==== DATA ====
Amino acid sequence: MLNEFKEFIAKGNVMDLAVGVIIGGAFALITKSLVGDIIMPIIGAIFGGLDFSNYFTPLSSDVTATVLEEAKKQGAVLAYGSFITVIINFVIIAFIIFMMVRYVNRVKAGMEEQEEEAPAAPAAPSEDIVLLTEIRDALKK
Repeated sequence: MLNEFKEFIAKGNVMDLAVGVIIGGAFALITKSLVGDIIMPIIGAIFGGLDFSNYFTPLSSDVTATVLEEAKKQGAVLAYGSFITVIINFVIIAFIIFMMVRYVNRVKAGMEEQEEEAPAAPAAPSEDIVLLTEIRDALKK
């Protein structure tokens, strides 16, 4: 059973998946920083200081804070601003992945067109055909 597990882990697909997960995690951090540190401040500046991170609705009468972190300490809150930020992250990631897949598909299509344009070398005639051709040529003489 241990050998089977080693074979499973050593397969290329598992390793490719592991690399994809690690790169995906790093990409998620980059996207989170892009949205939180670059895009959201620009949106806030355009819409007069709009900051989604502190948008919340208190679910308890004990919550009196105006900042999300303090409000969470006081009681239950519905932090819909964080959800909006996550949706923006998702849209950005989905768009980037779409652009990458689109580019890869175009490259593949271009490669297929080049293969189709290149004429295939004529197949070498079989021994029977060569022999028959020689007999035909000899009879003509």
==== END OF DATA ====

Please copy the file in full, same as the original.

Amino acid sequence: MLNEFKEFIAKGNVMDLAVGVIIGGAFALITKSLVGDIIMPIIGAIFGGLDFSNYFTPLSSDVTATVLEEAKKQGAVLAYGSFITVIINFVIIAFIIFMMVRYVNRVKAGMEEQEEEAPAAPAAPSEDIVLLTEIRDALKK
Repeated sequence: MLNEFKEFIAKGNVMDLAVGVIIGGAFALITKSLVGDIIMPIIGAIFGGLDFSNYFTPLSSDVTATVLEEAKKQGAVLAYGSFITVIINFVIIAFIIFMMVRYVNRVKAGMEEQEEEAPAAPAAPSEDIVLLTEIRDALKK
């Protein structure tokens, strides 16, 4: 059973998946920083200081804070601003992945067109055909 597990882990697909997960995690951090540190401040500046991170609705009468972190300490809150930020992250990631897949598909299509344009070398005639051709040529003489 241990050998089977080693074979499973050593397969290329598992390793490719592991690399994809690690790169995906790093990409998620980059996207989170892009949205939180670059895009959201620009949106806030355009819409007069709009900051989604502190948008919340208190679910308890004990919550009196105006900042999300303090409000969470006081009681239950519905932090819909964080959800909006996550949706923006998702849209950005989905768009980037779409652009990458689109580019890869175009490259593949271009490669297929080049293969189709290149004429295939004529197949070498079989021994029977060569022999028959020689007999035909000899009879003509």